Jeff Bezos fulfilled his long-held dream of going into space on Tuesday, potentially paving the way for space tourism, which could be the next mission for the man who built one of the world’s largest business empires.
The Amazon founder spent a few minutes in space as part of a four-person crew on a reusable rocket built by his company Blue Origin, taking a small step toward his stated goal of building floating space colonies.
The journey comes just two weeks after he stepped down as CEO of Amazon, which grew from a garage startup to one of the world’s most powerful corporations. Bezos, 57, is still the CEO of the technology and e-commerce behemoth he founded 27 years ago. He founded Blue Origin in 2000 and has invested billions of dollars in the company.
Even after his divorce settlement, Bezos’ fortune was worth more than $200 billion, putting him at or near the top of the world’s wealthiest people.
He owns 10% of Amazon, a global behemoth with a presence in dozens of countries and 1.3 million employees.
Bezos, on the other hand, frequently recalls his humble beginnings: he was born to a teenage mother in Albuquerque, New Mexico, and adopted at the age of four by his Cuban immigrant stepfather. Bezos was drawn to computer science when it was in its infancy, and he studied engineering at Princeton University.
After graduation, he put his skills to use on Wall Street, rising to the position of senior vice president at investment firm D.E. Shaw by 1990.
But, four years later, he surprised his peers by leaving his high-paying job to launch Amazon.com, an online bookstore backed by his parents’ money.
In his farewell letter to Amazon employees, Bezos stated that the company achieved success by adhering to his mantra: “Keep inventing, and don’t despair when the idea appears crazy at first.” Bezos frequently recounts his early days at Amazon, when he packed orders himself and drove boxes to the post office, in public appearances.
Amazon now has a market capitalization of approximately $1.8 trillion. It forecasted $386 billion in annual revenue for 2020 from operations in e-commerce, cloud computing, groceries, artificial intelligence, streaming media, and other areas.
“Bezos has been a transformational leader… in book selling, retail, cloud computing, and home delivery,” said Darrell West, senior fellow at the Brookings Institution’s Center for Technology Innovation.
“He was a trailblazer who pioneered many of the modern conveniences we take for granted.”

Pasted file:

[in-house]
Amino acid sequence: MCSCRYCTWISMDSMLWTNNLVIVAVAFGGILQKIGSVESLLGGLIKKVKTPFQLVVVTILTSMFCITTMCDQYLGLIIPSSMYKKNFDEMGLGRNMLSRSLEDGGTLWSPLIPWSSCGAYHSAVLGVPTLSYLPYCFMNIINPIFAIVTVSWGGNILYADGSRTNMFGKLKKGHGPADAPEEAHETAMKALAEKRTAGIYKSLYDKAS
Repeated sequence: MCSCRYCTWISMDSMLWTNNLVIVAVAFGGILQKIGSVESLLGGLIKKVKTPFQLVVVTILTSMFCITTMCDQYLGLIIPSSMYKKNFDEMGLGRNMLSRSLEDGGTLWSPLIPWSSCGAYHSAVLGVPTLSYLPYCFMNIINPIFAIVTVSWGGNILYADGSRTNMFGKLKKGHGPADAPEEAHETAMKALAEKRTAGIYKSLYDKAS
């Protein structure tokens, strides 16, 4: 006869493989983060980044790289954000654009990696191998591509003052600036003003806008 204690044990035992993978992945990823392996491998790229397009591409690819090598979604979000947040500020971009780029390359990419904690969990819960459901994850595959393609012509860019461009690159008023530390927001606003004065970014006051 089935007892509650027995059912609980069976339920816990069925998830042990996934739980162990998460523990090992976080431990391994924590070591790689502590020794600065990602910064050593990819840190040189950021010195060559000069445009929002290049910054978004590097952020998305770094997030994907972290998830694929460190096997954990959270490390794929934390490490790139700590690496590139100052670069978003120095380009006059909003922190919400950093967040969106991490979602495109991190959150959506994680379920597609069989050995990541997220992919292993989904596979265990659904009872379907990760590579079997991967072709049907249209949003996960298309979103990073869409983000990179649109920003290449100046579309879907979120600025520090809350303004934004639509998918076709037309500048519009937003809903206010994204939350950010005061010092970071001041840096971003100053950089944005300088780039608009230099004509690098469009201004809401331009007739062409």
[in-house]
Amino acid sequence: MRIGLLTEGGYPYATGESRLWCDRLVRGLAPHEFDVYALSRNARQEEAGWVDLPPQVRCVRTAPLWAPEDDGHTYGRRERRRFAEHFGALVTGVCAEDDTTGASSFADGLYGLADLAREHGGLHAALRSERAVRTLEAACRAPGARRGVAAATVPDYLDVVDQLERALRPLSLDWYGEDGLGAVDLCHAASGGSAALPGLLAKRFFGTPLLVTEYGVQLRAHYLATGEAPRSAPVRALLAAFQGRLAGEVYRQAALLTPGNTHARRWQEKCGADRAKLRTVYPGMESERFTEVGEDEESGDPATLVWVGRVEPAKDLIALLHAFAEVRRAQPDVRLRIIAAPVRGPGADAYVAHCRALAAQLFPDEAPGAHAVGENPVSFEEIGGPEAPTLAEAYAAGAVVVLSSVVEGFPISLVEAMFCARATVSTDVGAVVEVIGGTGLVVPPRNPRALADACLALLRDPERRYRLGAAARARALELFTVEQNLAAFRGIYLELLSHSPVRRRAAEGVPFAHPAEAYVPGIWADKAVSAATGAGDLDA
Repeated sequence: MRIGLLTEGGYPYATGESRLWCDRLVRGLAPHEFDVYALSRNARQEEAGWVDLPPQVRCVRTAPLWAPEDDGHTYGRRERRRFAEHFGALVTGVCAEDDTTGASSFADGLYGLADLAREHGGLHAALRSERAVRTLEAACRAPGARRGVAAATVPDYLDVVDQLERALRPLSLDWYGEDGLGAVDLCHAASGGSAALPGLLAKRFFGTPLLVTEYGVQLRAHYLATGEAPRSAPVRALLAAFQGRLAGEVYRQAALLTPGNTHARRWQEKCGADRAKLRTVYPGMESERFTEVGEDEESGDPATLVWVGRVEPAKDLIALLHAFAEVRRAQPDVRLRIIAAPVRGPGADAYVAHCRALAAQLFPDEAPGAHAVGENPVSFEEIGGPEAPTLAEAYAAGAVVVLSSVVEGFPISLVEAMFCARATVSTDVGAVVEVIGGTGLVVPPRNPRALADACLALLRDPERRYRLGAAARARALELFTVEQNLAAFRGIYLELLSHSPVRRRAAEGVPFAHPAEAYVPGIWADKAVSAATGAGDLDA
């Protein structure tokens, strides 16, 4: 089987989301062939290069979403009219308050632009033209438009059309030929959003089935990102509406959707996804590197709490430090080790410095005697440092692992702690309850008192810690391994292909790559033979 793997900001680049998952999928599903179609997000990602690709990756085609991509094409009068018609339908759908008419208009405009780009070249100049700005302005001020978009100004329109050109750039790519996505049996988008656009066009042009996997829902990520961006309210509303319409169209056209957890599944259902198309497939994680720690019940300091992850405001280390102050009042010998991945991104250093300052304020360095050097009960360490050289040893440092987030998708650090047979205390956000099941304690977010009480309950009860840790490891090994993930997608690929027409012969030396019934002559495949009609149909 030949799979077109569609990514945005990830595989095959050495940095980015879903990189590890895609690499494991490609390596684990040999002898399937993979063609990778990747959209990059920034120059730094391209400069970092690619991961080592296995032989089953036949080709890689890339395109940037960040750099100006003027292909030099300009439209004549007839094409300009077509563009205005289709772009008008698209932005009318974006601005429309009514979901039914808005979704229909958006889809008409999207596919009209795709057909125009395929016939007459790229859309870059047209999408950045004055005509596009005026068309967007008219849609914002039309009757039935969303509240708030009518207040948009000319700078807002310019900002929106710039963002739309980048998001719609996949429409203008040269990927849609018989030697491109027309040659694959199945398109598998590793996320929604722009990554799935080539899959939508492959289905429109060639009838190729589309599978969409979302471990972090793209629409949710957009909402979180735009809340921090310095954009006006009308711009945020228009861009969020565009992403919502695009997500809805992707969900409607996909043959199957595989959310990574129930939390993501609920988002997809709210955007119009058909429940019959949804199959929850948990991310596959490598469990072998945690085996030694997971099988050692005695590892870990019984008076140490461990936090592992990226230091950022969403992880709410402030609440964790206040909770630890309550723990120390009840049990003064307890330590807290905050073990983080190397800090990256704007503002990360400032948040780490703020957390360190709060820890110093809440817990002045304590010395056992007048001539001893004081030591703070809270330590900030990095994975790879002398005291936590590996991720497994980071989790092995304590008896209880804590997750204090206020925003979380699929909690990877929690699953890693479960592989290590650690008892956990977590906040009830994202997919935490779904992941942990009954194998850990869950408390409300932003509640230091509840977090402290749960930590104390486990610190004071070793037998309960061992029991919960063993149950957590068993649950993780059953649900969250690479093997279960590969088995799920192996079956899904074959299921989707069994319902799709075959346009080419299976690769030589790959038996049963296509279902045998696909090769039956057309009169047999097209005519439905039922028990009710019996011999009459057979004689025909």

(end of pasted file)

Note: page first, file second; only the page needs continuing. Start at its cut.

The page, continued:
According to Roger Kay, analyst at Endpoint Technologies Associates, Bezos “had an instinct for the right thing” in identifying the next market.
Kay stated that Bezos successfully transitioned the company from books to other merchandise to an online marketplace, as well as successfully building the cloud infrastructure that became the highly profitable Amazon Web Services.
Amazon outlasted its competitors by foregoing profits in the early years and “reinvesting everything into expanding,” according to Kay.
Bezos has been fascinated by space since watching the 1969 Apollo moon landing as a child, and he believes that space is critical to the planet’s future. He has discussed the possibility of humans living in space colonies, drawing inspiration from both science fiction writers and scientists.
“We have grown in size as a species and as a population, and this planet is still relatively small. We see it in climate change, pollution, and heavy industry. We are in the process of destroying this planet… we must save it.”
Bezos is stepping away from day-to-day Amazon management in order to devote more time to projects such as Blue Origin.
While Amazon has touted its $15 minimum wage and other benefits, critics claim that the company’s relentless focus on efficiency and worker surveillance has treated employees like machines. The Teamsters union recently launched an organizing campaign for Amazon employees, claiming that the company’s employees “face dehumanizing, unsafe, and low-pay jobs, with high turnover and no voice at work.”
Bezos appeared to address employee concerns earlier this year when he called for a “better vision” for employees following a bruising battle over a unionization vote in Alabama, which ultimately failed.
In his final letter as CEO, he set a new goal for the company to be “Earth’s best employer and Earth’s safest place to work.”